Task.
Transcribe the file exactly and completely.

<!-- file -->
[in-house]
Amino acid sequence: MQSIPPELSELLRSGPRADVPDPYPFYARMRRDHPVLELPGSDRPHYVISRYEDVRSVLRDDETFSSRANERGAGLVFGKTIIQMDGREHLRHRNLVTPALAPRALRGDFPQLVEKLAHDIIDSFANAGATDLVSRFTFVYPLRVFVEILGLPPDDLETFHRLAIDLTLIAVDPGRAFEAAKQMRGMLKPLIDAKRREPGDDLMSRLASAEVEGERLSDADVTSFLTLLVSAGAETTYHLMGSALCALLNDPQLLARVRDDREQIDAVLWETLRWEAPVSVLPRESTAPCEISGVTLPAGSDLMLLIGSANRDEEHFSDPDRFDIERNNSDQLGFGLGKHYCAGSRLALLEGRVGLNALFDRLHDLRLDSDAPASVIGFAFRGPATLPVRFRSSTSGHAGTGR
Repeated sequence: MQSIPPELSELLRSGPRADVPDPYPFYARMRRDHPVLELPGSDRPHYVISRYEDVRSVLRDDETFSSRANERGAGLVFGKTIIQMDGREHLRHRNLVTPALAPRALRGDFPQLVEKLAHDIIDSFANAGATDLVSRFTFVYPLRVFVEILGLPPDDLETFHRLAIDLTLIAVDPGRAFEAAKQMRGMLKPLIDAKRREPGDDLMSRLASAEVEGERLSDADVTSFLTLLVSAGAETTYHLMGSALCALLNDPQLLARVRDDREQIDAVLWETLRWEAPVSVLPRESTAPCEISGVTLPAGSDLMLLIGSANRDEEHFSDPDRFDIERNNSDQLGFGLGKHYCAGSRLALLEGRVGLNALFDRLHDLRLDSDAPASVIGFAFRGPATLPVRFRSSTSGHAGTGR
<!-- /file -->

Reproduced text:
[in-house]
Amino acid sequence: MQSIPPELSELLRSGPRADVPDPYPFYARMRRDHPVLELPGSDRPHYVISRYEDVRSVLRDDETFSSRANERGAGLVFGKTIIQMDGREHLRHRNLVTPALAPRALRGDFPQLVEKLAHDIIDSFANAGATDLVSRFTFVYPLRVFVEILGLPPDDLETFHRLAIDLTLIAVDPGRAFEAAKQMRGMLKPLIDAKRREPGDDLMSRLASAEVEGERLSDADVTSFLTLLVSAGAETTYHLMGSALCALLNDPQLLARVRDDREQIDAVLWETLRWEAPVSVLPRESTAPCEISGVTLPAGSDLMLLIGSANRDEEHFSDPDRFDIERNNSDQLGFGLGKHYCAGSRLALLEGRVGLNALFDRLHDLRLDSDAPASVIGFAFRGPATLPVRFRSSTSGHAGTGR
Repeated sequence: MQSIPPELSELLRSGPRADVPDPYPFYARMRRDHPVLELPGSDRPHYVISRYEDVRSVLRDDETFSSRANERGAGLVFGKTIIQMDGREHLRHRNLVTPALAPRALRGDFPQLVEKLAHDIIDSFANAGATDLVSRFTFVYPLRVFVEILGLPPDDLETFHRLAIDLTLIAVDPGRAFEAAKQMRGMLKPLIDAKRREPGDDLMSRLASAEVEGERLSDADVTSFLTLLVSAGAETTYHLMGSALCALLNDPQLLARVRDDREQIDAVLWETLRWEAPVSVLPRESTAPCEISGVTLPAGSDLMLLIGSANRDEEHFSDPDRFDIERNNSDQLGFGLGKHYCAGSRLALLEGRVGLNALFDRLHDLRLDSDAPASVIGFAFRGPATLPVRFRSSTSGHAGTGR